7 Motivational Quotes For Students (based on my experience)
I always strive to write pieces that are directly derivative of my own experiences – not based on hearsay, rumors, or supposed best practices.
But for this post, I want to simply put out there some great perspectives that have been written and spoken by far more experienced, traveled and well-read folks than myself.
I want to do it for a group of individuals who are on the brink of embarking on their own respective life and career journeys.
Inspirational Quotes for College Students
I myself graduated just around 5 years ago and looking back, needed all the help and direction I could get. Looking back, the below 7 quotes have proven to be true time and time again in my life and the lives of my peers on similar paths so I wanted to share them with you.
Let’s go. Time to get out of the books and into your life’s journey.
So you just graduated, eh? Time to play it smart, get a solid job, good benefits, strong prospects, etc.
Spoken by Ryan Holiday, this quote has never rang more true. I am a firm believer in job security, don’t get me wrong, but in looking back at the past 5 years, I am extremely thankful for the calculated risks I took. These risks allowed me to be where I am today and on track to where I want to be tomorrow. My only regret? Not taking more!
Risks, eh? So what does that look like? Should I just seek out risks and hope they pay off?
Matt Bennett (of BeSomebody) wrote this the other day on Facebook and I was particularly struck by how this applies to new graduates and students. Risks don’t have be grandiose white/black, yes/no decisions. It can be as simple as committing to something that challenges you. Why? Because I wholeheartedly agree with Matt that we are all capable of creation – whether you think you are creative or not. All it requires is commitment and a strong connection to your passion.
Great! So just align hard work and hustle with my passion… that’s not so hard, right?
I had a great conversation with Kirsten Roberts last week on our podcast, The Hustle Sold Separately in which I asked her if it was cliche and outdated to task students with going out and finding their passion. To me, that seems a bit formulaic and forced. She agreed, saying that the truest and most organic way she has witnessed passion developed is through trial & error and experience. You can’t force passions on yourself. Stop trying to find your passion. You can’t sit at home and come to a conclusion about what your passion in life is. You have to learn it through experience. That takes time, but you have to be confident that you will find it. Have confidence that as long as you put yourself on a path to discover new experiences and new perspectives, that you will find it. And remember, even though it is not always easy, appreciate and enjoy the journey to success.
Sounds good. I’ll play it out. Slow and steady wins the race.
While I definitely think you have more time than you think and that you shouldn’t commit to something just because you think you need to, time is limited. I just turned 28 and while there are plenty of great years ahead, looking back, I wished I hadn’t been so complacent with my desire to grow. Light a fire in yourself to travel, explore, network, read and experience as many perspectives as you can to help fuel your passion.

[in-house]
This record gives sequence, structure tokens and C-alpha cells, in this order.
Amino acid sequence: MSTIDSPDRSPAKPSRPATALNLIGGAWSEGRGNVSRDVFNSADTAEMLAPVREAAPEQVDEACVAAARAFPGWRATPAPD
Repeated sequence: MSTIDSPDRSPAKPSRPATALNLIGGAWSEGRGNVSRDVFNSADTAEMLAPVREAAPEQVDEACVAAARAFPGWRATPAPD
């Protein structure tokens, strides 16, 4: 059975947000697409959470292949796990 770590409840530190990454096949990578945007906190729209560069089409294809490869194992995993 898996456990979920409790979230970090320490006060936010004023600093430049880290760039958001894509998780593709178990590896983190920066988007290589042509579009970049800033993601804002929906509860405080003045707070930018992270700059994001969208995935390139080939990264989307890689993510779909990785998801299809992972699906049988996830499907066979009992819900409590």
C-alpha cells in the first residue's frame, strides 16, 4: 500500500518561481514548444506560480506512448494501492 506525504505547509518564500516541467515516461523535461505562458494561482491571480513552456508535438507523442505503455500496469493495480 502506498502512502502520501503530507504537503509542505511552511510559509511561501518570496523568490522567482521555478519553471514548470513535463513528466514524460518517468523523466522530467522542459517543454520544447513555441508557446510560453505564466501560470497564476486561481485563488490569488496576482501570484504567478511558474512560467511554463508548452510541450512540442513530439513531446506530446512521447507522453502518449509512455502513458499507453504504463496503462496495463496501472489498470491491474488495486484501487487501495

So how do I actually find my passion?
I can only tell you through the lens of my own experience, but the way I have connected with my passion areas is simple. I am hungry for growth. And to grow you have to get out of your comfort zone. If you strive to connect with your true calling and want that to guide you in life, you have to connect with like-minded people, interesting people, people who will inspire and lift you up. You have to learn new skills and curate an understanding of things that you wouldn’t normally. You have to travel and experience new cultures. That is how you grow, and that is how you find your passion.
I am convinced that if you simply follow those adventures, attract people who share in that passion and execute on the things that drive you, that you will be wildly successful in your own regard. A big part of that is your attitude towards the world you live in. Are you a passive person who views the world as a constant barrage and attack on yourself? Are you positive or negative? The latter is in ‘lean-back’ mode. They are reactive, not proactive. These folks, in my experience, are destined for the status quo. That is fine for them, but I refuse to fall into that. Even though it is not always easy, I firmly believe in daily empowerment and affirmation. Remember the above and strive to make every moment of every day of every week of every month of every year the happiest, most informative, thoughtful, altering, molding, powerful and accepting time of your life.
Sounds good! Can’t wait for the next year to grow from the experiences of this year.
I live by this quote and while I try to never let fear be a primary motivating factor in my life’s decisions, I think this is a great concluding quote as it reminds me to put into play all of the above. How do I avoid stagnancy? How do I avoid looking back next year and realizing that I didn’t grow?